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Article
Split-thickness Skin Grafts for Closure of Diabetic Foot and Ankle Wounds: A Retrospective Review of 83 Patients.
Foot & Ankle Specialist
  • Crystal L Ramanujam, University of Texas Health Science - San Antonio
  • John J Stapleton, DPM, FACFAS, Lehigh Valley Health Network
  • Krista L Kilpadi
  • Roberto H Rodriguez
  • Luke C Jeffries
  • Thomas Zgonis
Publication/Presentation Date
10-1-2010
Abstract
The aim of this study was to determine if split-thickness skin grafts could be successfully used for closure of foot and ankle wounds in diabetic patients. The authors retrospectively reviewed the charts of 100 consecutive patients who underwent a soft tissue surgical reconstruction with split-thickness skin grafts to their foot and/or ankle in our institution from 2005 to 2008. After application of inclusion criteria, 83 eligible charts remained. Of the 83 patients, 54 (65%) healed uneventfully, 23 (28%) required regrafting, and 6 (7%) had a complication resolved with conservative management. All patients had a successful surgical outcome, defined as having achieved complete wound closure at the final follow-up. Surgical outcome was not significantly associated with age, gender, race, hemoglobin A1C, wound size, wound location, illicit drug use, amputation history, Charcot history, or preoperative infection. However, postoperative graft complications were significantly associated with current or previous smoking history (P = .016) and the level of previous pedal amputation to which the split-thickness skin graft was applied (P = .009). This study demonstrates that application of split-thickness skin grafts with an appropriate postoperative regimen is a beneficial procedure to achieve foot and ankle wound closure in diabetic patients.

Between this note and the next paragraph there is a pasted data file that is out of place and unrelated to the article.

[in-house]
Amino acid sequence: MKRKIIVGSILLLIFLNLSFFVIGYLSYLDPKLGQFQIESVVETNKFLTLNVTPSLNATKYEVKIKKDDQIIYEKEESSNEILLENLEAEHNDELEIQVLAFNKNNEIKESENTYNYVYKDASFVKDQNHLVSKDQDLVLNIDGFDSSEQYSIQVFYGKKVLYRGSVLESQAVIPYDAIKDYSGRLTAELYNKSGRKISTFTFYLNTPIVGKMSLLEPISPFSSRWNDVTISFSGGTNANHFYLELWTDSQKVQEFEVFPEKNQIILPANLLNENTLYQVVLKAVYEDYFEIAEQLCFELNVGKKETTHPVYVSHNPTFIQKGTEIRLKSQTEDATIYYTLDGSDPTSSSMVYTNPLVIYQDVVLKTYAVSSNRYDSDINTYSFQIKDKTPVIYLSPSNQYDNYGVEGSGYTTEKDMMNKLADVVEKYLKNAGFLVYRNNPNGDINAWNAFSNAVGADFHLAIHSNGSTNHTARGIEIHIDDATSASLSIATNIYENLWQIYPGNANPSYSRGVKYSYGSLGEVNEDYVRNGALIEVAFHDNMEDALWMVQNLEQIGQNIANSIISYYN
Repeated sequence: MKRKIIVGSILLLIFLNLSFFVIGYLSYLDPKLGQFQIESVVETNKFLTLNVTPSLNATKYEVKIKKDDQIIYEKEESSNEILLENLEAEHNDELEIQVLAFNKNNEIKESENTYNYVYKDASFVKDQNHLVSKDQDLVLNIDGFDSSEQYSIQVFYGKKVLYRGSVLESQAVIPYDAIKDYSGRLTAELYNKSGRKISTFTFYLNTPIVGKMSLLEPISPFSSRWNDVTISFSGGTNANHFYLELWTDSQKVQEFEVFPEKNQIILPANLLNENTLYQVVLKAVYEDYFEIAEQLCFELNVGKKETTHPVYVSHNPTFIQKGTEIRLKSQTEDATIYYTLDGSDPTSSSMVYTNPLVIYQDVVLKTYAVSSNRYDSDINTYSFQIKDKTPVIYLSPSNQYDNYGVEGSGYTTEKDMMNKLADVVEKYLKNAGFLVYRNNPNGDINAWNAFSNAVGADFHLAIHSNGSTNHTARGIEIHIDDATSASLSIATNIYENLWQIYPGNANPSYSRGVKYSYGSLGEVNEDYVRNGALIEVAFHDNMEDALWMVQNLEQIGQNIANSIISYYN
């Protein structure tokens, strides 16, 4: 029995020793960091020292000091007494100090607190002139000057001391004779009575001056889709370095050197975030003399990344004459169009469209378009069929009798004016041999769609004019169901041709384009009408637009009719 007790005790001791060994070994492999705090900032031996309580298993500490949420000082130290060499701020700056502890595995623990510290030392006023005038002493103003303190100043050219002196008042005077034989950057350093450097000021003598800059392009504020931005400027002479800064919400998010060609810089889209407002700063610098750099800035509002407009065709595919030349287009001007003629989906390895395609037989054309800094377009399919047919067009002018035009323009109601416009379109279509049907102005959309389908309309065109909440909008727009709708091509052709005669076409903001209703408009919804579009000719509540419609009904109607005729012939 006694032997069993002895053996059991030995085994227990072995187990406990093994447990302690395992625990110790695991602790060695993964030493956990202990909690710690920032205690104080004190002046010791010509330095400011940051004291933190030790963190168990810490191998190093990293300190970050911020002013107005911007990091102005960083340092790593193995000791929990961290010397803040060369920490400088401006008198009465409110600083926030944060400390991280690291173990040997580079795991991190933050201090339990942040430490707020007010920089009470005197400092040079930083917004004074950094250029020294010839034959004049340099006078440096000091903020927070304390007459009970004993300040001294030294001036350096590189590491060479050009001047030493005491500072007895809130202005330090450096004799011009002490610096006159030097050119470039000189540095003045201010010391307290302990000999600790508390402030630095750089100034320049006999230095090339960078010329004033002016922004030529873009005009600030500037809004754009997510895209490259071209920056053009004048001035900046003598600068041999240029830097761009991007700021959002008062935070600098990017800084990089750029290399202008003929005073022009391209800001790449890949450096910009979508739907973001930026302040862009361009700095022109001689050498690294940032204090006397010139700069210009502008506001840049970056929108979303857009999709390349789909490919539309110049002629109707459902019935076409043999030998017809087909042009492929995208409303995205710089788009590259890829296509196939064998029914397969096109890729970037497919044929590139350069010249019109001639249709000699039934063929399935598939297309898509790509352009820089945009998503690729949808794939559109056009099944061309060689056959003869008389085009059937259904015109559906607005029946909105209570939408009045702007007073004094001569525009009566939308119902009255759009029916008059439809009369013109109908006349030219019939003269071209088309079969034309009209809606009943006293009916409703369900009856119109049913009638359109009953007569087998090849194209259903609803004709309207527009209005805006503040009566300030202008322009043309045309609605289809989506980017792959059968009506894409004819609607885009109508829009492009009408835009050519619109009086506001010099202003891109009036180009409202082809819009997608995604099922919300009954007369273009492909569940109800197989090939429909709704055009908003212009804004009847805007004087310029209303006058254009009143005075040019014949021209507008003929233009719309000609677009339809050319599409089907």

PubMedID
20631059
Document Type
Article
Citation Information

Ramanujam, C. L., Stapleton, J. J., Kilpadi, K. L., Rodriguez, R. H., Jeffries, L. C., & Zgonis, T. (2010). Split-thickness skin grafts for closure of diabetic foot and ankle wounds: a retrospective review of 83 patients. Foot & Ankle Specialist, 3(5), 231-240. doi:10.1177/1938640010375114